Category: Understanding Sleep

On average, most people spend about a third of their life asleep, which equates to around one hundred and twenty two days in a year, and twenty-five years in a seventy-five-year lifetime. Because such a big part of our lives is spent in sleep, and because it is clearly a highly orchestrated process, with everyone following the same stages of sleep in an organised fashion, then sleep must have a definite purpose.

This idea is supported by observing that adequate, sound sleep creates a sense of well-being and mental clarity that is badly missed when sleep is not long enough, broken, filled with nightmares, or simply not refreshing. When sleep is disrupted the body automatically selects more of the sleep stage that has been missed out on, and when poor sleep is a regular occurrence, the person starts to crave a ‘good night’s sleep’.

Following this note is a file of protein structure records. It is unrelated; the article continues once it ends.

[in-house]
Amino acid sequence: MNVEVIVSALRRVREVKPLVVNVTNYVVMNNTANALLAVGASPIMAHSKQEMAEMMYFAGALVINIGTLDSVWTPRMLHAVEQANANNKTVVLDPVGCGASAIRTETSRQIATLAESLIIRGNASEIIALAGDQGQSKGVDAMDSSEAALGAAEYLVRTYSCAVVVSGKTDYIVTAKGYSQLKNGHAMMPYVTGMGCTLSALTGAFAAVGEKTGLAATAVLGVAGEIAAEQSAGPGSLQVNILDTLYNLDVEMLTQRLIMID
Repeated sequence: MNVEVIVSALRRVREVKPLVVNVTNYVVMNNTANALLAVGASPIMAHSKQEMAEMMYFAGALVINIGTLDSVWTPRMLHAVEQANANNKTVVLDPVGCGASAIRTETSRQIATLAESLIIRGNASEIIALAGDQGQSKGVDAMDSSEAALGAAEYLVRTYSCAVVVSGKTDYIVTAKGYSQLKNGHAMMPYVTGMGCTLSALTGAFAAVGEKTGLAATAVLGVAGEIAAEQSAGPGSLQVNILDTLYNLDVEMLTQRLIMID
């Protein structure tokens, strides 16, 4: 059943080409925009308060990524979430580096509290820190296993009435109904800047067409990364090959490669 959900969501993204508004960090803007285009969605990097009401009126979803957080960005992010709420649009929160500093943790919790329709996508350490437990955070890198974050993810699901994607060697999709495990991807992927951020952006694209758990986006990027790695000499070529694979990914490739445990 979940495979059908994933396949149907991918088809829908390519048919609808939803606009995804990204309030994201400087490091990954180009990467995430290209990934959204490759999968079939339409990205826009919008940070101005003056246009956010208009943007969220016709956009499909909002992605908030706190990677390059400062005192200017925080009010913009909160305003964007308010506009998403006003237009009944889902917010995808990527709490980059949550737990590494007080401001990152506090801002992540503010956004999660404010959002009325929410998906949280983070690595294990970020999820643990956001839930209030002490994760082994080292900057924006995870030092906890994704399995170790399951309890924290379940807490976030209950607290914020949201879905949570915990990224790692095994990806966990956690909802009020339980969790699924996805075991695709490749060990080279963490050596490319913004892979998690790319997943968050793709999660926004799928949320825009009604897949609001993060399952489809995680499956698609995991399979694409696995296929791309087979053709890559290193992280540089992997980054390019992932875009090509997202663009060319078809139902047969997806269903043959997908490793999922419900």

“A friend of mine learned Buteyko for his asthma and he told me that he was sleeping a lot better. I also saw a programme about Buteyko on TV where people said that they felt better, so with some scepticism I decided to give it a try. To my amazement, it was just like the literature said: within two weeks I was waking up feeling as if I had actually been sleeping, and my snoring had dropped considerably. Also, I don’t have all that neck, back and shoulder pain that I used to have. I go to bed later now because I don’t seem to be tired as early in the evening, and yet nine times out of ten I still wake up in the morning feeling great! Buteyko mightn’t be the answer for everybody, but it certainly works for me.” Joy